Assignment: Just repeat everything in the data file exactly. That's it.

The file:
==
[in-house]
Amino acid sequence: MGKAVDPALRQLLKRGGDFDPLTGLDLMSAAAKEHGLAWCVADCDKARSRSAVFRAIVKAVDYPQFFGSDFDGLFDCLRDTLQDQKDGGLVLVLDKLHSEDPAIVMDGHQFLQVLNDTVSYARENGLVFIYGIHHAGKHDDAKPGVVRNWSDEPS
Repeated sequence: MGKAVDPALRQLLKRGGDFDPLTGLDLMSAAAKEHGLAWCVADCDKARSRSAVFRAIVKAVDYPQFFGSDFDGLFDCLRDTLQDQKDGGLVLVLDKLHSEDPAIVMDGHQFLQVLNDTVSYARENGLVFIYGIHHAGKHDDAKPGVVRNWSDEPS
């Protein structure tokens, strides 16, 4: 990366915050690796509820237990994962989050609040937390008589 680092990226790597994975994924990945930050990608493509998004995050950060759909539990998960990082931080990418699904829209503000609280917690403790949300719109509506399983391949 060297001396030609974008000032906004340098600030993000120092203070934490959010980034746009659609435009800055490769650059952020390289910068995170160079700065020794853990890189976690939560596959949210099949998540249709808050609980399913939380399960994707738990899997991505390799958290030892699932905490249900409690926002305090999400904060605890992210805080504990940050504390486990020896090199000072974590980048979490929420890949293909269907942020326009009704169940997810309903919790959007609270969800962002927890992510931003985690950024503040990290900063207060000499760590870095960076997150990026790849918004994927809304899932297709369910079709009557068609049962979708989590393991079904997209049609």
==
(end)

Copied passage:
[in-house]
Amino acid sequence: MGKAVDPALRQLLKRGGDFDPLTGLDLMSAAAKEHGLAWCVADCDKARSRSAVFRAIVKAVDYPQFFGSDFDGLFDCLRDTLQDQKDGGLVLVLDKLHSEDPAIVMDGHQFLQVLNDTVSYARENGLVFIYGIHHAGKHDDAKPGVVRNWSDEPS
Repeated sequence: MGKAVDPALRQLLKRGGDFDPLTGLDLMSAAAKEHGLAWCVADCDKARSRSAVFRAIVKAVDYPQFFGSDFDGLFDCLRDTLQDQKDGGLVLVLDKLHSEDPAIVMDGHQFLQVLNDTVSYARENGLVFIYGIHHAGKHDDAKPGVVRNWSDEPS
């Protein structure tokens, strides 16, 4: 990366915050690796509820237990994962989050609040937390008589 680092990226790597994975994924990945930050990608493509998004995050950060759909539990998960990082931080990418699904829209503000609280917690403790949300719109509506399983391949 060297001396030609974008000032906004340098600030993000120092203070934490959010980034746009659609435009800055490769650059952020390289910068995170160079700065020794853990890189976690939560596959949210099949998540249709808050609980399913939380399960994707738990899997991505390799958290030892699932905490249900409690926002305090999400904060605890992210805080504990940050504390486990020896090199000072974590980048979490929420890949293909269907942020326009009704169940997810309903919790959007609270969800962002927890992510931003985690950024503040990290900063207060000499760590870095960076997150990026790849918004994927809304899932297709369910079709009557068609049962979708989590393991079904997209049609």